Saturday, March 3, 2012

An Evangelical Renaissance in Academe?

Several of our readers pointed us to an essay that appeared last week on the Inside Higher Ed blog.  The essay pointed out the need for evangelical scholars to reclaim Christian thought from fundamentalism.  I commend the entire piece for your consideration, but want to comment on some of the relevant points in light of OBU's history and present problems.

The context of this essay is the opening of a new Center for Christian Thought at Biola University in California.  The authors, Gordon College Professors Thomas Albert Howard and Karl W. Giberson, explore some of the reasons why serious Christian engagement with philosophy and culture at a conservative evangelical institution might be problematic (or at least difficult) in light of the fundamentalist resurgence of the past 30 years.

Howard and Giberson tell a story that is familiar to those of us who have studied, lived, and worked in the 20th century's Christian war between modernists and fundamentalists.  But today's OBU students may not realize that there is a noble Christian academic tradition outside of fundamentalism.
Stung by ridicule after the Scopes trial, Fundamentalists retreated to the sidelines of American culture.  There they nurtured a parallel universe of publishing houses, magazines, journals, radio stations, and, not least, colleges and universities to combat the threat of secularism from without and the threat of theological modernism from within.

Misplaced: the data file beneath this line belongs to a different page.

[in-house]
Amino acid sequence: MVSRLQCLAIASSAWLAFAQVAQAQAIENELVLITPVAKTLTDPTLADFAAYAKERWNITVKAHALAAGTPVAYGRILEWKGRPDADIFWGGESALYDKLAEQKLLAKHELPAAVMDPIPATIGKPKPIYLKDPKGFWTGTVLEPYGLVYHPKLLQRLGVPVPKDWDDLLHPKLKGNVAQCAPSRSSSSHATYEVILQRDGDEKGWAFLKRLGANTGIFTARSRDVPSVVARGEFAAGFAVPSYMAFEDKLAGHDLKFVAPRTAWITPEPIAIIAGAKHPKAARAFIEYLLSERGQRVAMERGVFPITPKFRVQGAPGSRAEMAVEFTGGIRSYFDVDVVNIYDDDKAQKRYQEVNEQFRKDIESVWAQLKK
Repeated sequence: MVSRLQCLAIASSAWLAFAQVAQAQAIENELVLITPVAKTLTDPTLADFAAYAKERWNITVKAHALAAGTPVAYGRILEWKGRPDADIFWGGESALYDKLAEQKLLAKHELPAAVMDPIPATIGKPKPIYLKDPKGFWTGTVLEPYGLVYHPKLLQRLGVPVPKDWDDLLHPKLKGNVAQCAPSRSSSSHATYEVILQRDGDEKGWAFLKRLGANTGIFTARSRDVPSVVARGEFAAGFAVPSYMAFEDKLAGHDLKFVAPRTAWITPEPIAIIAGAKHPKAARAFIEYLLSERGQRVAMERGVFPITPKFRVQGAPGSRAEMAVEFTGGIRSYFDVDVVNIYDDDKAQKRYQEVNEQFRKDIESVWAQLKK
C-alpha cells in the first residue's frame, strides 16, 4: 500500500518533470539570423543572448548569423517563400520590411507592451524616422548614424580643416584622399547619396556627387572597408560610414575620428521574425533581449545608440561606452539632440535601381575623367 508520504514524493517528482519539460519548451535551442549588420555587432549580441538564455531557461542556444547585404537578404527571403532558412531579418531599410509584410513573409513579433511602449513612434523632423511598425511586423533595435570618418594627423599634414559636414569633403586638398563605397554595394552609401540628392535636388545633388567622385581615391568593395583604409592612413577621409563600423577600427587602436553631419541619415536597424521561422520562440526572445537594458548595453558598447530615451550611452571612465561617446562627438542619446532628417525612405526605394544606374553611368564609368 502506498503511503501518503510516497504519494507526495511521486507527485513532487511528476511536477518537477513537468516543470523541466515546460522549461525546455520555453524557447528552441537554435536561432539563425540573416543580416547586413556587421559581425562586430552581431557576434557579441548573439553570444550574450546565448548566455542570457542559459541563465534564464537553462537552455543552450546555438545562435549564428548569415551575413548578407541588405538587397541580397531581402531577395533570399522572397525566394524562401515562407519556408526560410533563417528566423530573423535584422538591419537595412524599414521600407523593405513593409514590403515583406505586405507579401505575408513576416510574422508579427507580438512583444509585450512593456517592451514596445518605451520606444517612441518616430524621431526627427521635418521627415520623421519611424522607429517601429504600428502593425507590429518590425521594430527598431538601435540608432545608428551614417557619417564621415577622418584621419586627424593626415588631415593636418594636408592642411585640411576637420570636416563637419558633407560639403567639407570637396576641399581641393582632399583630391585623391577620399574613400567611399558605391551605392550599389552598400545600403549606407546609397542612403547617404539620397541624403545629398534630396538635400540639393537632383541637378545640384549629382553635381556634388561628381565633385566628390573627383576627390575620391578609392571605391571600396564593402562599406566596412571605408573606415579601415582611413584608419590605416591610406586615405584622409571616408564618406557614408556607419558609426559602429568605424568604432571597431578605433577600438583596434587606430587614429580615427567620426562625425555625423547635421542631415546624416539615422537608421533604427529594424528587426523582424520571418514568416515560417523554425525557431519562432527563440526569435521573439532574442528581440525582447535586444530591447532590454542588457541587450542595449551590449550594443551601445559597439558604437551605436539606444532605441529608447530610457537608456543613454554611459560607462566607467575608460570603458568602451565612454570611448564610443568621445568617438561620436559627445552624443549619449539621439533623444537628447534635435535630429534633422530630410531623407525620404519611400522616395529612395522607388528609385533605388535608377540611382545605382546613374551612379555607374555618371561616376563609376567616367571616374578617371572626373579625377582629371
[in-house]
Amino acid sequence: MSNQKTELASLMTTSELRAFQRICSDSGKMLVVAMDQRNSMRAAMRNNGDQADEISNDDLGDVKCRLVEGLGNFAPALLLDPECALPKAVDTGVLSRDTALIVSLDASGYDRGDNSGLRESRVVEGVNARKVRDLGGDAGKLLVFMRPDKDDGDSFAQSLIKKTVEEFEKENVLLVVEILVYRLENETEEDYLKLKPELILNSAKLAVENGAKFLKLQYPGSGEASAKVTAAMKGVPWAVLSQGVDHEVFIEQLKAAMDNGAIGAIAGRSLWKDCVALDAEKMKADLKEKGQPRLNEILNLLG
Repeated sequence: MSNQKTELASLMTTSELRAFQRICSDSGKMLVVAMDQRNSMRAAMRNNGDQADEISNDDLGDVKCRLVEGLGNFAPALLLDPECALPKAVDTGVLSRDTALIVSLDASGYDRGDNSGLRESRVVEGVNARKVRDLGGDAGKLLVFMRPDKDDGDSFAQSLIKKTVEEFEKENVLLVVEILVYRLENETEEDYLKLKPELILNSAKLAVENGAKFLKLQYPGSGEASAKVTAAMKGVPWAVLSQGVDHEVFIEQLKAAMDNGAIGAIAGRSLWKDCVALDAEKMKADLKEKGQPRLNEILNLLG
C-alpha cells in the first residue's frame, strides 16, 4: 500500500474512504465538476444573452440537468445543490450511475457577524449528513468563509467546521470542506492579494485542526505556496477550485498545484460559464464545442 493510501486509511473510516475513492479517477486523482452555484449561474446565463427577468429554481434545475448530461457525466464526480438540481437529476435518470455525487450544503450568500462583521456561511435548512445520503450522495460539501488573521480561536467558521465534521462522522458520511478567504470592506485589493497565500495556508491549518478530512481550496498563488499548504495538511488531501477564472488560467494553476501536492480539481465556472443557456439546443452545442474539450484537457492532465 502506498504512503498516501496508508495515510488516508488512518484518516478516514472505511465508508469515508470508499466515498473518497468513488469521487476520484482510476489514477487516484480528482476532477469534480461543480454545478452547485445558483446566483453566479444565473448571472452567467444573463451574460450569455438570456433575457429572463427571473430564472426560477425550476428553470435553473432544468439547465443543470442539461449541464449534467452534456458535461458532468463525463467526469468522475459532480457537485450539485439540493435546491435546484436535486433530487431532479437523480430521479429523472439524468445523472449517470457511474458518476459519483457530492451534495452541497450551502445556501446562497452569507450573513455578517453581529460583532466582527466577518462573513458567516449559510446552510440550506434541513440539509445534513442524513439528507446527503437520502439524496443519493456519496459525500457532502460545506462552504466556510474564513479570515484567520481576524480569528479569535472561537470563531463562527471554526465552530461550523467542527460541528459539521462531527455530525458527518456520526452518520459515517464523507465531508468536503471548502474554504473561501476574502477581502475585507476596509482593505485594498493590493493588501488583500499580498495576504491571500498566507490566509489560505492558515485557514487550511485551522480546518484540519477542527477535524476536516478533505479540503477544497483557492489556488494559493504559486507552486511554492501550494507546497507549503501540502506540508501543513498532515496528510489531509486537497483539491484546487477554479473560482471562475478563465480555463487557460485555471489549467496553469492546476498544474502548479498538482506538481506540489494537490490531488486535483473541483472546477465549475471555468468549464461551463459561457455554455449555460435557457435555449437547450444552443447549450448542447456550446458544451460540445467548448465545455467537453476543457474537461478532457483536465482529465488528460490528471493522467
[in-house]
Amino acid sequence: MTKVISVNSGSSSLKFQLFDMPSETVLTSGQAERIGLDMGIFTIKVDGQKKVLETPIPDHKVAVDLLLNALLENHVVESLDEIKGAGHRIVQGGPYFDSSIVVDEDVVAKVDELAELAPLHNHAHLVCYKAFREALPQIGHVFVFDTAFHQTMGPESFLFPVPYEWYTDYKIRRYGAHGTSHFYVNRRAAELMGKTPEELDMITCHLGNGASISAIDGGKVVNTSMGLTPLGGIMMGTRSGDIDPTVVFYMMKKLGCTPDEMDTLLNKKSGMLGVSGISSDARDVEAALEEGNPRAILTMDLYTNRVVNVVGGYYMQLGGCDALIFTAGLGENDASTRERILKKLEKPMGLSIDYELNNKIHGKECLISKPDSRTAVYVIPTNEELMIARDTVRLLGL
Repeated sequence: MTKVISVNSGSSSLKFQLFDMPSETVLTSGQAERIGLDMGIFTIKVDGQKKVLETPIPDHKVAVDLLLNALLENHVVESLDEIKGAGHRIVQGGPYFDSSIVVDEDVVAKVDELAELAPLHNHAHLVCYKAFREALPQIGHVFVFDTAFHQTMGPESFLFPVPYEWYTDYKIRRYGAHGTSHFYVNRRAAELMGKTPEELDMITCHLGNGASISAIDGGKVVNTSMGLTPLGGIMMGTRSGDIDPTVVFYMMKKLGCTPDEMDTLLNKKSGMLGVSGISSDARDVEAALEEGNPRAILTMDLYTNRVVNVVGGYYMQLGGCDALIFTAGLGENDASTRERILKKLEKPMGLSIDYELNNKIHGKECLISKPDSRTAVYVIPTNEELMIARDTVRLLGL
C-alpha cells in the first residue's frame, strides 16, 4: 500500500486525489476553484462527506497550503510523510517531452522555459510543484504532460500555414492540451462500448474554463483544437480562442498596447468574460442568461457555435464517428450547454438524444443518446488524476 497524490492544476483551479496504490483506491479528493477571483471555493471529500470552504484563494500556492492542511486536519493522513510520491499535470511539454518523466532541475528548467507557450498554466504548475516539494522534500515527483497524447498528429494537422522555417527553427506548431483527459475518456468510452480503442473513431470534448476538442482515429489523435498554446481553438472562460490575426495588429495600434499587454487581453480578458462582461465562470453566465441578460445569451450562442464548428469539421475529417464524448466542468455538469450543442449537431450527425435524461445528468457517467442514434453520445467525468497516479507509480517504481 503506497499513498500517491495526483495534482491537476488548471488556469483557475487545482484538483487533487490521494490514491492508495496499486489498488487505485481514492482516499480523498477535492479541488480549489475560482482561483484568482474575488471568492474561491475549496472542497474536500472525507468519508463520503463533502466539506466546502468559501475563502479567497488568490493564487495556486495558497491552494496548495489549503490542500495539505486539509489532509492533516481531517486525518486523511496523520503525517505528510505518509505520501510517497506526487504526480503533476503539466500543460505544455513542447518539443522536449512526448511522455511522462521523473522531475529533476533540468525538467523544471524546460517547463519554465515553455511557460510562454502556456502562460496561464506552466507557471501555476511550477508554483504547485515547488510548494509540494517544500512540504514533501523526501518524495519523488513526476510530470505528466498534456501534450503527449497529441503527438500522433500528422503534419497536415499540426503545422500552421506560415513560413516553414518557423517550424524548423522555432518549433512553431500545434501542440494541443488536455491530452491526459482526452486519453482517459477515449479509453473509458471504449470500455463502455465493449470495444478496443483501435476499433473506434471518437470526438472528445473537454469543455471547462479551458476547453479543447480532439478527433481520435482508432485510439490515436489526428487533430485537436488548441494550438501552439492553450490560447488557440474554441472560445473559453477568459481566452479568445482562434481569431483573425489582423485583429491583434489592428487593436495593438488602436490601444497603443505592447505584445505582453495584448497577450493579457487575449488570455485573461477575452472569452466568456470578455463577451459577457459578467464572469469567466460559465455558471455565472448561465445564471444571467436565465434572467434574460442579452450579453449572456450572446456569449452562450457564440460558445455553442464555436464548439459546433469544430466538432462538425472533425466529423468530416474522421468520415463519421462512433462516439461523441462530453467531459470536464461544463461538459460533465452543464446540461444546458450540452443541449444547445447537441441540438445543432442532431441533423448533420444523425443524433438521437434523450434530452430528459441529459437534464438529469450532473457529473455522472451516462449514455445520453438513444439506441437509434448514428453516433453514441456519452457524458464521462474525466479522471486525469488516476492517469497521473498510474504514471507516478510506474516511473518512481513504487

Fundamentalists carried into exile many core tenets of Christian orthodoxy -- the Trinity, the Incarnation, the Atonement -- shared by Catholic and Orthodox Christians as well.  But they also carried dubious novelties, such as newfangled teachings on biblical inerrancy and speculations about the End Times.  What is more, they became pointedly hostile toward American culture and disengaged from serious intellectual pursuits, convinced that Christianity was almost exclusively about “the world to come,” with only negligible concern for the here-and-now.
For OBU, at least, we can see the fault lines forming.  Will we continue to be a locus for serious, honest, and searching Christian engagement with the scientific, economic, political, philosophical, artistic, and ethical concerns of the modern world?  Or are we we retreating into the "parallel universe" of fundamentalism to "combat the threat of secularism without and the threat of theological modernism from within?"

The administration's moves over the past two years seem to be a headlong descent into that parallel universe: turning our bookstore into a purveyor of fundamentalist pulp, firing conservative-to-moderate evangelicals who do not toe the party line, welcoming new faculty on the basis of doctrinal agreement rather than academic merit, and cozying up to the fundamentalists who run the BGCO and the SBC.  In the religion department alone, this fundamentalist "parallel universe" exists in the apologetics/"worldview" curriculum and the professional societies new faculty belong to.

This parallel universe attempts to imitate academic rigor and respectability, but the fundamentalist attachments are so bizarre and anti-intellectual as to make the whole enterprise suspect.  Back to the new Biola center: